Mason, Houghton County, Michigan

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Mason is a small unincorporated community in Houghton County, Michigan that is the remainder of past stamp mill operations at the Quincy Mining Company Stamp Mills. Still standing and mostly occupied are 23 mining company houses, all along M-26. Mason has been dubbed by some locals "shutter town," because each house had its own distinct color of shutter. Most of the homes are painted white, and are of the same type and style.

History[edit]

Mason was established in the late 1890s, when the new Stamp Mill was built. It originally had about 40-45 homes and from 1892-1932 had a school that went to grade 9 (Clarence Monette, Some Copper Country Names and Places) The second row of homes were located where the current ruins of the reclamation plant are. It also had a boarding house- most likely near the school as it is not listed for location in any of the maps or archival information at Michigan Tech archives. Most of the 'T' plan houses cost around $480 to build, and were constructed by Quincy Mining carpenters.

A typical Mason home.

During a census from 1900-1910 14 families (out of nearly 45-50 homes) had been continuously renting there.

In 1915 Highway M-26 was officially named and went through Mason. In 1926 the highway was resurfaced from a gravel road to concrete. Around 1918 a sewer system was installed. Around 1920 electricity and lights were installed in all of the homes.

An article from the daily Mining Gazette from 12 December 1959 claimed 125 people occupied all 25 houses in Mason.

In an article "Mason....houses by the side of the road" 25 September 1981 cited "in 1900 a 2nd mill was constructed... meanwhile more larger houses were built and the first store was opened by Herman Radther in the kitchen of his home, and later a Bertha Chapell ran a store in a separate building, which was leveled by fire in 1940."

During World War II Bernard Zemnick owned a small store in Mason, but it only lasted a short time due to war. Bill and Ken Nelson operated a car lot (closed around 2002-2003) on the west side of Mason starting in the mid-1950s.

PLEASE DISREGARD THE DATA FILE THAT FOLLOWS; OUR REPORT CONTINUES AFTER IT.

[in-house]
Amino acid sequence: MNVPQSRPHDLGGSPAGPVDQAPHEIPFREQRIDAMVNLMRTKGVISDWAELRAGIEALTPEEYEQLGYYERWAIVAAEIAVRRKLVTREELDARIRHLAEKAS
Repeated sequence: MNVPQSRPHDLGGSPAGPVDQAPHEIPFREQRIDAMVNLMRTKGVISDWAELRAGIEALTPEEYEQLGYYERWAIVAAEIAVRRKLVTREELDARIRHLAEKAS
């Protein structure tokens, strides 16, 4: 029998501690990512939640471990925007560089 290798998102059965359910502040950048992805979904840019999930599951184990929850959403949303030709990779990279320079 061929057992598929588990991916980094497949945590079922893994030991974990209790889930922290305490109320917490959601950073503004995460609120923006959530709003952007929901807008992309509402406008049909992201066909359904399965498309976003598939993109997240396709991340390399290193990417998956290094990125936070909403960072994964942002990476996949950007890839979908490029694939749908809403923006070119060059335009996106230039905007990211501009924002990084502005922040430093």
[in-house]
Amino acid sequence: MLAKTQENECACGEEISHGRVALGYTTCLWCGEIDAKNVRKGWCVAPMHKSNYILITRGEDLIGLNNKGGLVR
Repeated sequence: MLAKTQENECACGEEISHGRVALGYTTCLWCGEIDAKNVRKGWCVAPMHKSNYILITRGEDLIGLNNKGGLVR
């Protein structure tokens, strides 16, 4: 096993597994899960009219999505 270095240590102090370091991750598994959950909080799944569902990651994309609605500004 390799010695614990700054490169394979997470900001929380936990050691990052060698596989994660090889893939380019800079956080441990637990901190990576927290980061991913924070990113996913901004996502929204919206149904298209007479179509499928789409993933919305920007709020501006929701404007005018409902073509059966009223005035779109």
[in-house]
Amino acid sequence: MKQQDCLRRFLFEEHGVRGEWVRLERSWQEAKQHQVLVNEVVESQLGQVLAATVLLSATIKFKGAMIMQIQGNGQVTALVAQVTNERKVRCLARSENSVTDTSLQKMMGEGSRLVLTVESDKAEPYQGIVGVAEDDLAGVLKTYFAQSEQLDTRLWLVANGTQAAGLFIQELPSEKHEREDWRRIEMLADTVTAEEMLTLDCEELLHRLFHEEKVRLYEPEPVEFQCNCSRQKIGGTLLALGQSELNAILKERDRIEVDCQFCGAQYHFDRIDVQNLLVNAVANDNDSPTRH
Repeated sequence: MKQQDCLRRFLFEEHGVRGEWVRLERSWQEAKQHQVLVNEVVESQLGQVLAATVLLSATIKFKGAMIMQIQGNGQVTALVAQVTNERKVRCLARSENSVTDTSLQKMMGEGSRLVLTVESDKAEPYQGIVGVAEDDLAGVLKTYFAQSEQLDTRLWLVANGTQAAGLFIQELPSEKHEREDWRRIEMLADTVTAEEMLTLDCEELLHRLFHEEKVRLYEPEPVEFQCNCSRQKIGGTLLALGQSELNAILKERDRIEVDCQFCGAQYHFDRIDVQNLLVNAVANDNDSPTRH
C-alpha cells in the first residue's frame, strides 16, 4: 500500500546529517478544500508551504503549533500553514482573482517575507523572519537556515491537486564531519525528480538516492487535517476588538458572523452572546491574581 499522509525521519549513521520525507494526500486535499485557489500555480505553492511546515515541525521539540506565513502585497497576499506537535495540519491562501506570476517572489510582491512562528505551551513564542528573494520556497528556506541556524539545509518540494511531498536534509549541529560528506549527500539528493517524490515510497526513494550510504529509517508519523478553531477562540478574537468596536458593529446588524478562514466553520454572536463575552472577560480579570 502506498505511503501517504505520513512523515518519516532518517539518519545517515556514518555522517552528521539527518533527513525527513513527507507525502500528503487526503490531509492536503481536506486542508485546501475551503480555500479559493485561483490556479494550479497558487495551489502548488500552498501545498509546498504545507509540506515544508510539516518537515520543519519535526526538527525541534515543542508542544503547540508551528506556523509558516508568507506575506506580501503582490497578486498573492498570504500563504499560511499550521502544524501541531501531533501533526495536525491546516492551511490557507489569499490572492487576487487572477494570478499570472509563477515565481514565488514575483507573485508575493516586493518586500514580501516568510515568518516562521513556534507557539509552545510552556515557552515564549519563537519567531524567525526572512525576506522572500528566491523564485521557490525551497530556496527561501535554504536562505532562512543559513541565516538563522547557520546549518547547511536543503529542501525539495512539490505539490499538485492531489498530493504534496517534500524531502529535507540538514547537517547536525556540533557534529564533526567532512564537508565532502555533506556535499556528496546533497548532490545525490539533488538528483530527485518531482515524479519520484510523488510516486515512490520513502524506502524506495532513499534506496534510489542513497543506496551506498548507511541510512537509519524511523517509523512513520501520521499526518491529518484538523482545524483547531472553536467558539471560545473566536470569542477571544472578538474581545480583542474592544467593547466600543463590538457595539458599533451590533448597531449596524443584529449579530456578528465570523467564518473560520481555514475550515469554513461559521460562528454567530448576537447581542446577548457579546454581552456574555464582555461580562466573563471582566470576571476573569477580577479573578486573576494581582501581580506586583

The two main styles of homes in Mason are the saltbox and the T-style. The T-Style had a 2-story half and a one-story other half, while the Saltbox was a two-story house with a long rear roof. Six saltbox homes were added in the years 1917-1918.

Until recently (2002–2003), all of the homes in Mason were still owned by Quincy Development Corporation and rented. However, since 2003 most homes have been sold to private owners, most of whom have been doing rehabilitation work.

Mining and reclamation[edit]

Near the Quincy Mill are the ruins of the Quincy Mining Company Dredge Number One, which sank in the lake in the mid-1950s and Quincy Dredge Number Two which partially sank on the shore in the 1960s. The dredge was used to reclaim copper tailings off the bottom of the lake for reprocessing to gather unused copper. The reclamation plant, now in ruins, closed in 1967. The plant was demolished and scrapped in 1981. The reclamation plant produced 100,114,426 lbs of refined copper metal during its 24 years of service. The plant originally cost $1.1 million to build.

During the same time that the Quincy Reclamation plant was closing, the original stamp mill #1 was burned, most likely by arson, since no activity had been recorded in the building since its closing in 1945 and all electrical power had been disconnected from the site. The site is now simply concrete foundation ruins.

Mason and the Quincy mill / reclamation area is also officially on the National Register of Historic Places.

References[edit]

  • Some Copper Country names and Places, Clarence Monette
  • Daily Mining Gazette
  • Michigan Tech Archives
  • Several Current Residents of Mason